I learned that often, a lesson will take a different turn than what you planned, things come up and important questions get asked. You can get into a discussion about something you didn’t expect, so even if you have a plan, you can’t always stick to it, which is fun and challenging.
Coming back, it’s been great to see how much the company has grown and how many individuals we’ve supported on their language learning journeys! We have so many more coaches, and more companies are seeing the benefits we provide to their international employees so they are confident and fulfilled in their lives, both in and out of work.
There are so many companies that were with us when I worked as a coach that are still with us today, which proves how much they value the education of their employees.
What are your ambitions for SFP?
We’ve already taught so many individuals, but I see that we can expand our mission and provide even more opportunities for our students to learn. It’s amazing that we get a chance to be part of this process of supporting the integration of international talent, and each part of our team is crucial in making this whole process work well.
In your mind, how does SFP benefit people?
Learning a language helps you feel tremendously more confident in the new setting you’re in, both at work or school and in your everyday life. Easing the integration process by giving people the tools to pick up conversations, feel more in touch with their coworkers, and even just read signs and products at the grocery store holds a huge value.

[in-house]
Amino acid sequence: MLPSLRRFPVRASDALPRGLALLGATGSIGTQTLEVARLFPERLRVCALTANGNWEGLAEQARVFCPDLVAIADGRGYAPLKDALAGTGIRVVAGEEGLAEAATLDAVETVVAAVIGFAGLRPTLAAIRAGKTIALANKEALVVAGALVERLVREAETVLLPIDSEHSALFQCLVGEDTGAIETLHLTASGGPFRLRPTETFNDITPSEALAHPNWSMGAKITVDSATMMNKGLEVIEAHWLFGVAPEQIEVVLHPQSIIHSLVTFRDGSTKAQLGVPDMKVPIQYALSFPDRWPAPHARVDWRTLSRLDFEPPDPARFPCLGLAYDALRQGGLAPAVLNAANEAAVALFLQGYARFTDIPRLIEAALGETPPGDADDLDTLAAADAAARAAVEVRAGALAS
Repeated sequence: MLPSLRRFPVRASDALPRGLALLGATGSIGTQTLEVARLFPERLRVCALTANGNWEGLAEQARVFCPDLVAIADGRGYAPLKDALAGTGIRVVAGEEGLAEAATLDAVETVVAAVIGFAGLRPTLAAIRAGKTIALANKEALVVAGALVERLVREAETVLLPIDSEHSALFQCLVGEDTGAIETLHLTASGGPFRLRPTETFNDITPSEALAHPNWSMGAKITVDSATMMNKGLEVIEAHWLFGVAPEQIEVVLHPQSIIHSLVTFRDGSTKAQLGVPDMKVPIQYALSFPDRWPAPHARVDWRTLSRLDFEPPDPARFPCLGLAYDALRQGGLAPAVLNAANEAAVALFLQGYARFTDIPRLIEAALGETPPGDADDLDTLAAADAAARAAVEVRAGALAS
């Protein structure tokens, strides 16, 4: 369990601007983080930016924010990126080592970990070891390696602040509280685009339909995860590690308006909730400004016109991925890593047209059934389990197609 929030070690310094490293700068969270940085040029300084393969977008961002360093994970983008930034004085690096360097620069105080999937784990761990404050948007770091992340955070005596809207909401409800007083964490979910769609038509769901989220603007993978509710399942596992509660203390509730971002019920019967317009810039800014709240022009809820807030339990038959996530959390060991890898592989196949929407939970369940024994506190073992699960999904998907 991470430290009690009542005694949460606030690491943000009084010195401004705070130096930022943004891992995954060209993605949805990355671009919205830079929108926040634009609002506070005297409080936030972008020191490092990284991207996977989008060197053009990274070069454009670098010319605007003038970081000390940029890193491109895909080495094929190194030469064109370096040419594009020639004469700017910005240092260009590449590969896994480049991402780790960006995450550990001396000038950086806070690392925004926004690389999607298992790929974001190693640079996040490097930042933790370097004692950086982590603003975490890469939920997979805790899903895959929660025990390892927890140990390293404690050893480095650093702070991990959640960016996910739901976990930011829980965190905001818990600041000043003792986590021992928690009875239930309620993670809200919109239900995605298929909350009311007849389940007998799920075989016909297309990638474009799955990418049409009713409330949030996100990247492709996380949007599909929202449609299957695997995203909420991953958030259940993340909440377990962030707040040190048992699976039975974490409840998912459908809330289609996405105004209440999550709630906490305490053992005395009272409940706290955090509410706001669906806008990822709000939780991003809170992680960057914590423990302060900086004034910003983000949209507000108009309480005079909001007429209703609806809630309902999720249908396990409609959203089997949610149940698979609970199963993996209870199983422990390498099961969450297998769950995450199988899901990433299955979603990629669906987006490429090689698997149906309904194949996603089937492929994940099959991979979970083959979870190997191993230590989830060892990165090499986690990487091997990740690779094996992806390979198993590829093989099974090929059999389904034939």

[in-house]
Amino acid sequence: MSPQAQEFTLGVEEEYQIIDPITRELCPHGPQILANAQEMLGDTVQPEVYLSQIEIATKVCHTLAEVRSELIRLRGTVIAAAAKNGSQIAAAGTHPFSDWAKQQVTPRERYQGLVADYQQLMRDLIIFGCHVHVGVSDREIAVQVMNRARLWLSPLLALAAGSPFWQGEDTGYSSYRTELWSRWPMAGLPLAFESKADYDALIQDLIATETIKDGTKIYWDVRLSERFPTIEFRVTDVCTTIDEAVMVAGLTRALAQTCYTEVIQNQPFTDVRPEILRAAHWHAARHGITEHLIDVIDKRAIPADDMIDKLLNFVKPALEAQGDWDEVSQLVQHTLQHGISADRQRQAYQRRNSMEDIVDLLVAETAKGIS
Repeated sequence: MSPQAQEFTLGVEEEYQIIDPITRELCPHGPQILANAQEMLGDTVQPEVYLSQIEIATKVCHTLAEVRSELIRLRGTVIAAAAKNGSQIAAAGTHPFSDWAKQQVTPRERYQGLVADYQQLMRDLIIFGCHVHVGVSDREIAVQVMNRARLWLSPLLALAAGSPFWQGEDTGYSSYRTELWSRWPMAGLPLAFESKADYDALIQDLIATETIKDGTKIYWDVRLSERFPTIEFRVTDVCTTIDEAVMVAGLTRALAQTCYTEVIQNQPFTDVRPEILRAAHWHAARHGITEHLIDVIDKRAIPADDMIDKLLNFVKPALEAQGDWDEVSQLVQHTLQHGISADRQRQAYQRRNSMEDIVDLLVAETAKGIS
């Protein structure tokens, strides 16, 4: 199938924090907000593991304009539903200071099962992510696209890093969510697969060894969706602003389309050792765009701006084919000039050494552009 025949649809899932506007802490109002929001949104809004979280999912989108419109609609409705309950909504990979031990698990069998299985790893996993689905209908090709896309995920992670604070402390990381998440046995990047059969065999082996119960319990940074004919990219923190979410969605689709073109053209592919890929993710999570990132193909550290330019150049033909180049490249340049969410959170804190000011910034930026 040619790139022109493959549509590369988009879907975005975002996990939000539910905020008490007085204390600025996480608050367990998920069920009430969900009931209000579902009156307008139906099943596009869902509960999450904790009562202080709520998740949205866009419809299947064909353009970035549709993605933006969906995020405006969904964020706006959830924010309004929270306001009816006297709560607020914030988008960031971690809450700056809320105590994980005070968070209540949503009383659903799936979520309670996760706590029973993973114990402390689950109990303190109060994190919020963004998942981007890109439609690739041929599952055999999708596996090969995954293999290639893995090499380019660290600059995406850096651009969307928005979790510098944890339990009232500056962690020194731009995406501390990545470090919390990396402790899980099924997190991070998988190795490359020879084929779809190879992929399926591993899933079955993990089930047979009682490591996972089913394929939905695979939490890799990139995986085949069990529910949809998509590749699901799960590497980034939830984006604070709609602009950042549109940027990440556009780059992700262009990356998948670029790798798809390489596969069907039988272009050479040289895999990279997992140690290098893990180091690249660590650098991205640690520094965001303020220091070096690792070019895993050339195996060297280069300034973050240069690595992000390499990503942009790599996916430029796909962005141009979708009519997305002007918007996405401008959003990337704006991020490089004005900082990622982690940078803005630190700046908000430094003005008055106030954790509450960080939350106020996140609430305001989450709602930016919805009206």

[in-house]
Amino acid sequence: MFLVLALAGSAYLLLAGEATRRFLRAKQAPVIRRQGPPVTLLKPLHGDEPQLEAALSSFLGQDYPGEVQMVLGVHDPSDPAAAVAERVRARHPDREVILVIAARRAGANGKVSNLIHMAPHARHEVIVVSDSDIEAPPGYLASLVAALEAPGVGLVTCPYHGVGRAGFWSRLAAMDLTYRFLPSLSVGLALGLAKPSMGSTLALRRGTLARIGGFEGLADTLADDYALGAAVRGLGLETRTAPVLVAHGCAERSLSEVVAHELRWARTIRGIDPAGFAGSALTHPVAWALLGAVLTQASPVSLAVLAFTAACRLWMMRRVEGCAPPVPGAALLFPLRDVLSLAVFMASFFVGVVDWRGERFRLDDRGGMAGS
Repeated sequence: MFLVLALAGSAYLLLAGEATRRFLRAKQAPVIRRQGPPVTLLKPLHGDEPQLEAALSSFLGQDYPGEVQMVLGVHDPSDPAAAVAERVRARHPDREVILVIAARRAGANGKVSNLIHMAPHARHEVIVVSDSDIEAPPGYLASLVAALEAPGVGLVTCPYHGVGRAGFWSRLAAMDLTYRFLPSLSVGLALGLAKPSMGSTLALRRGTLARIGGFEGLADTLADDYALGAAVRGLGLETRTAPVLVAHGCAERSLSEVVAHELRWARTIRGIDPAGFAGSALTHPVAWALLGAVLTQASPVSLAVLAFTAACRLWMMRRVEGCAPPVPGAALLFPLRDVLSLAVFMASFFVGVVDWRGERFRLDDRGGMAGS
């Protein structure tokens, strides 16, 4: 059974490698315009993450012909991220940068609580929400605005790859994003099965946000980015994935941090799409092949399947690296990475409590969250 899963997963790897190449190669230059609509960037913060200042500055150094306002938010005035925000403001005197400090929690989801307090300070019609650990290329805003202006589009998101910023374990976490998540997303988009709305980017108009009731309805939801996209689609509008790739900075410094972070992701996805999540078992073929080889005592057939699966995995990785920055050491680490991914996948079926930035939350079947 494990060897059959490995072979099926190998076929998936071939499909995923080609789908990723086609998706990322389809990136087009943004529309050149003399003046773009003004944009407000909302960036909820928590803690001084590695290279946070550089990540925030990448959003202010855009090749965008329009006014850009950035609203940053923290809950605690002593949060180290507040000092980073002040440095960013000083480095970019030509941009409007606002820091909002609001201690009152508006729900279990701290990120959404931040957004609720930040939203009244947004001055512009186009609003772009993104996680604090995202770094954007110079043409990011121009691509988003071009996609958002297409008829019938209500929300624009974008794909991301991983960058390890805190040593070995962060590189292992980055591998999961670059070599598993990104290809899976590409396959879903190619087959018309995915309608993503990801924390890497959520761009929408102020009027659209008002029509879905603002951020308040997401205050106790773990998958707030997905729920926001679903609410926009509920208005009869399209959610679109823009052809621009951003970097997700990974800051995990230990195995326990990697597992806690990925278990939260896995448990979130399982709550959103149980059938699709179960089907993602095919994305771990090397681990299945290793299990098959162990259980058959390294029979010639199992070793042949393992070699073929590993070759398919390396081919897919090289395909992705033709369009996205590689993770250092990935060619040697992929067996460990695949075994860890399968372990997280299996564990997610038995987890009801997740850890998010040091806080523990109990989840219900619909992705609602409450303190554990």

Learning a language can be fun, interactive, and exciting, and if we really encourage active conversations, we can show that it quickly becomes less scary to speak. Showing that this is something you can do with others and really have fun is so valuable, and our coaches do so much to make that happen for our students. We want to help companies realize that language training is a good way to help employees feel more confident and at home. They become more productive, and they’re more likely to stay!
What advice would you give to expats who have moved here and are thinking about learning Swedish?
It’s not as scary as it may seem! A lot of people think “Oh, well, Swedes are so good at English already, why do I need to learn Swedish,” this is in general true, but it’s both a blessing and a curse for expats. Often, our students will say that they want to practice Swedish, but almost everyone will switch to English for them. Sometimes it requires you to say “Hey, I’m trying to learn Swedish, would it be okay to have this conversation in Swedish?”
I think everyone would be happy to do it in Swedish, they probably just changed to English because they thought that’s what you preferred. But learning a language doesn’t happen by itself, it requires actively dedicating time to it. Often you’re helped by learning together with others, that could be friends, colleagues or signing up for a language course and getting a language coach to guide you on the way.
Any hobbies or hidden talents?
I love to sing! I’ve been singing almost all my life. Any opportunity I get to sing, I take it. It’s also a really good way to learn a language, so I would recommend listening to and singing Swedish songs!
Let’s do some fun ones…
English or Swedish?
En or Ett?
Cinnamon bun or cardamom bun?
Tjena or Tja?
ABBA or Swedish House Mafia?
ABBA, for sure